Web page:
I am sure that the last thing the members of the Parliament Choir wanted at last night’s rehearsal, our first on Mozart’s Mass in C Minor, was to have me take up about half the time talking, but the piece is so good and the circumstances behind its composition so fascinating that it is hard to keep my enthusiasm for it closed in. As King’s X sang on their last album, “if you like what you hear then go tell somebody”.
Luckily for me I have been able to spend a decent chunk of my life going and telling somebodies about music – classes, choirs, private students, pretty much anybody who happens to be within earshot. I love being able to pick apart how and why the music works, how it gains its impact, plays with our expectations, and how the composer in the best cases has lured us in with a delicate balance of push and pull, tension and release.
It is exactly those qualities that I attempt to manipulate in my own music, and in order to gain as much and as wide an experience as possible I have fought in writing and listening against that kind of specialisation that some of my tutors at Oxford would have had me pursue. Quite how specialisation in a narrow field helps a musician to be a musician has always escaped me.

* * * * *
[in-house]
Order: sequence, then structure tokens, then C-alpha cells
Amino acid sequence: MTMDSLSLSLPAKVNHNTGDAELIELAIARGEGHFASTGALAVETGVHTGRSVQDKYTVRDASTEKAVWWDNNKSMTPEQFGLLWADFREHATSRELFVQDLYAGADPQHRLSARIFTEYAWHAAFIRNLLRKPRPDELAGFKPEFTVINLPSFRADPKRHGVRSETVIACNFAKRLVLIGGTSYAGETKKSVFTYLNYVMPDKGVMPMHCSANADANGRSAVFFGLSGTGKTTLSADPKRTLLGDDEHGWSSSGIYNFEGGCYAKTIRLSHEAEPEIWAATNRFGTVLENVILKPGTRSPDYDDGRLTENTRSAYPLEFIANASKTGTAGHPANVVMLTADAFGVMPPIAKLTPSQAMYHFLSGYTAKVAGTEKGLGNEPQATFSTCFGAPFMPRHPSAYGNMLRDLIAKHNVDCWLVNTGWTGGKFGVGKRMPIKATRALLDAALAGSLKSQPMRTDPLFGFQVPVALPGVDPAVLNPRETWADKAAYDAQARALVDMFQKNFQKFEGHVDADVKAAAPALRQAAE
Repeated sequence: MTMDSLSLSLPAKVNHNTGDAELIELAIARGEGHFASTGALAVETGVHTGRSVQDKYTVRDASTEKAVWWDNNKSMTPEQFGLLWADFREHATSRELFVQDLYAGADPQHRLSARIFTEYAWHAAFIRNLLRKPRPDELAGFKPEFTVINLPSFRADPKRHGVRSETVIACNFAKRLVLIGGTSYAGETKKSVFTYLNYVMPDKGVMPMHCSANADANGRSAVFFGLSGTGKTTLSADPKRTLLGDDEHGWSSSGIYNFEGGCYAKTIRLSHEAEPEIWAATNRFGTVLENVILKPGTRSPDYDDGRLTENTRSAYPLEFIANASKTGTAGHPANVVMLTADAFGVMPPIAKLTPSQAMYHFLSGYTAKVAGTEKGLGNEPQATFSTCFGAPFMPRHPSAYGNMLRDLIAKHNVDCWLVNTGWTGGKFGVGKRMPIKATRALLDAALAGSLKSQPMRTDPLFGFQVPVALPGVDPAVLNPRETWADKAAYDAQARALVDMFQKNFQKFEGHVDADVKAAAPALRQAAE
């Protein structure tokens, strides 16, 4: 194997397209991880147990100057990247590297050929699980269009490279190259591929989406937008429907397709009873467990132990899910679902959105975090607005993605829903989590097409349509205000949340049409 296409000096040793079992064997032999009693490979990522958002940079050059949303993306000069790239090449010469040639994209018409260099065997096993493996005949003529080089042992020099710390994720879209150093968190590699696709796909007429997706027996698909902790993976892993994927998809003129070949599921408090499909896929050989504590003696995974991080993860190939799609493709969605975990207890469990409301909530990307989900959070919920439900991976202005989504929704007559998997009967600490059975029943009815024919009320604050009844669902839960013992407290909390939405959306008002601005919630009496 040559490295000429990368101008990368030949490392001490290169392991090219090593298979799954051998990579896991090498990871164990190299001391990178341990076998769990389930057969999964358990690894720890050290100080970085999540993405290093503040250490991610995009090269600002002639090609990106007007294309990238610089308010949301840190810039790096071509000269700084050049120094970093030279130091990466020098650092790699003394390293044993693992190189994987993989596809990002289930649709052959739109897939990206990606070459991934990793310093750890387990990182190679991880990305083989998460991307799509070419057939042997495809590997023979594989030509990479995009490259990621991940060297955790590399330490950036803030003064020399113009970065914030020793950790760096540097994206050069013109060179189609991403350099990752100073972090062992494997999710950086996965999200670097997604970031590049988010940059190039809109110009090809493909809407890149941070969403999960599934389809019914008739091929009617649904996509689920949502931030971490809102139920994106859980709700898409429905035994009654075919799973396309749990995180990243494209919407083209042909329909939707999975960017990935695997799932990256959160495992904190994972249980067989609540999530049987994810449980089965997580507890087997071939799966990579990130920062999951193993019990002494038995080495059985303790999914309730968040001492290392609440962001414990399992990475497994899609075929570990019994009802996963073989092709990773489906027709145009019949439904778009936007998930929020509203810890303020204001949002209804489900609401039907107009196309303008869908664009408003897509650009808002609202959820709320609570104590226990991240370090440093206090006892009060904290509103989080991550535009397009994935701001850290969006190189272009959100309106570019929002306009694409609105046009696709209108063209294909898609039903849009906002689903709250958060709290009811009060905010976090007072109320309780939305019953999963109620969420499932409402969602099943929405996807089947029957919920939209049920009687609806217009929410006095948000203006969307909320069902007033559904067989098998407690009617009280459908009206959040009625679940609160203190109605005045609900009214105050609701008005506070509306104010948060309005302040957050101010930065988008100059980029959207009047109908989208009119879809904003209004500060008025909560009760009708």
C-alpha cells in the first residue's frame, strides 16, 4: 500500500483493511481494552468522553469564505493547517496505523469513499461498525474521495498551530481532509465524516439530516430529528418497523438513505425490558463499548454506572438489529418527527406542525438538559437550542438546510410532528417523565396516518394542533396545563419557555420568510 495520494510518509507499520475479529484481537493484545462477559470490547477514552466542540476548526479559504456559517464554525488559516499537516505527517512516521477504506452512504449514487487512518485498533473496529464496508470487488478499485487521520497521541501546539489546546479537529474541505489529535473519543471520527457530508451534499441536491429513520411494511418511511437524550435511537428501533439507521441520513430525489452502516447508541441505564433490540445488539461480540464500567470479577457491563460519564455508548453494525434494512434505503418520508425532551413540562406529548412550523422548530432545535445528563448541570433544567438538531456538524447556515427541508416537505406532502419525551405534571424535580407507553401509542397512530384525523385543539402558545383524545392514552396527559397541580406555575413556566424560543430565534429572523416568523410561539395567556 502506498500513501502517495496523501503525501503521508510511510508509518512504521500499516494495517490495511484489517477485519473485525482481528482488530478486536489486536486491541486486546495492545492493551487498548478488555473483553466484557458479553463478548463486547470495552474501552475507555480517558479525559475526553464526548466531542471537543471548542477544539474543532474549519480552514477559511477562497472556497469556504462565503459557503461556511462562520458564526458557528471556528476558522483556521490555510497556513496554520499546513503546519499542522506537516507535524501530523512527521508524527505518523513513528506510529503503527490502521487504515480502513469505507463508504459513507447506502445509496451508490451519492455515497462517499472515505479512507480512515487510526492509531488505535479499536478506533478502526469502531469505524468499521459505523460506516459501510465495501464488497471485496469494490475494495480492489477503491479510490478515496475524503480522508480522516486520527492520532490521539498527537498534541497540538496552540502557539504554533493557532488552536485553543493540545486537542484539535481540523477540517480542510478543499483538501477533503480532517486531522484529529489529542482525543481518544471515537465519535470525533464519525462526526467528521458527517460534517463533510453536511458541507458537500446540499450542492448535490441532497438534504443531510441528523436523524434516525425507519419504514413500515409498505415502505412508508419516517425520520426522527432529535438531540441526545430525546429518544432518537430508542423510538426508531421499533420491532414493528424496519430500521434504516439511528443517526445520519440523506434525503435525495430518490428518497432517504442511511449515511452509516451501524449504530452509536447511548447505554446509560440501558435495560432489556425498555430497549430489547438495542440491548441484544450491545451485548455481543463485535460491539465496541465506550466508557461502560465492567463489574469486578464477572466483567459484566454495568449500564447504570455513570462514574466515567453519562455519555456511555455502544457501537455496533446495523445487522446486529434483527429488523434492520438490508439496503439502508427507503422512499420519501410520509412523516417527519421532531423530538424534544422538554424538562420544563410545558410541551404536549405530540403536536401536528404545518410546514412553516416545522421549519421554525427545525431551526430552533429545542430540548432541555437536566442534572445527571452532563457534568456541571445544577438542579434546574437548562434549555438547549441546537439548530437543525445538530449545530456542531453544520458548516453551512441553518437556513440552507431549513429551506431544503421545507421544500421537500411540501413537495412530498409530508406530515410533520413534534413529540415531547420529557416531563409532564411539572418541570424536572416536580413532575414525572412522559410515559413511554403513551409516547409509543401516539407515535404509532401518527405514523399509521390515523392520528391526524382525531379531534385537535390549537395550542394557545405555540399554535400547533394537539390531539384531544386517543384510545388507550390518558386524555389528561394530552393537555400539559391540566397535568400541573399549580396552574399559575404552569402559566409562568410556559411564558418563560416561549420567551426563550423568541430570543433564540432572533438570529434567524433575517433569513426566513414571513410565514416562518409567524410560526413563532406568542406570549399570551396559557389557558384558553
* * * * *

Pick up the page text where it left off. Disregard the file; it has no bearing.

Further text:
In 1992 I narrowly escaped spending my life researching obscure monodic Italian madrigals of the early 1600s, even though it seemed like an unmitigated disaster at the time. As far as music goes, I am with Duke Ellington who opined that there is only good music and bad music, and all those categorisations are just so much noise, although he put it much more elegantly, of course, but that is why they called him Duke.
Besides, every musical effort informs every other musical effort, and I love the fact that I can spend a Monday writing my own music, teaching composition to a student, and then taking a rehearsal on one of the greatest pieces of choral music in the repertoire, written by a Mozart still in his mid-twenties. Then, back in Somerset, I receive a text from an old friend and check out his recommendation of some Dutch/Spanish very heavy metal indeed, complete with a singer who plays the trumpet, and I like what I hear.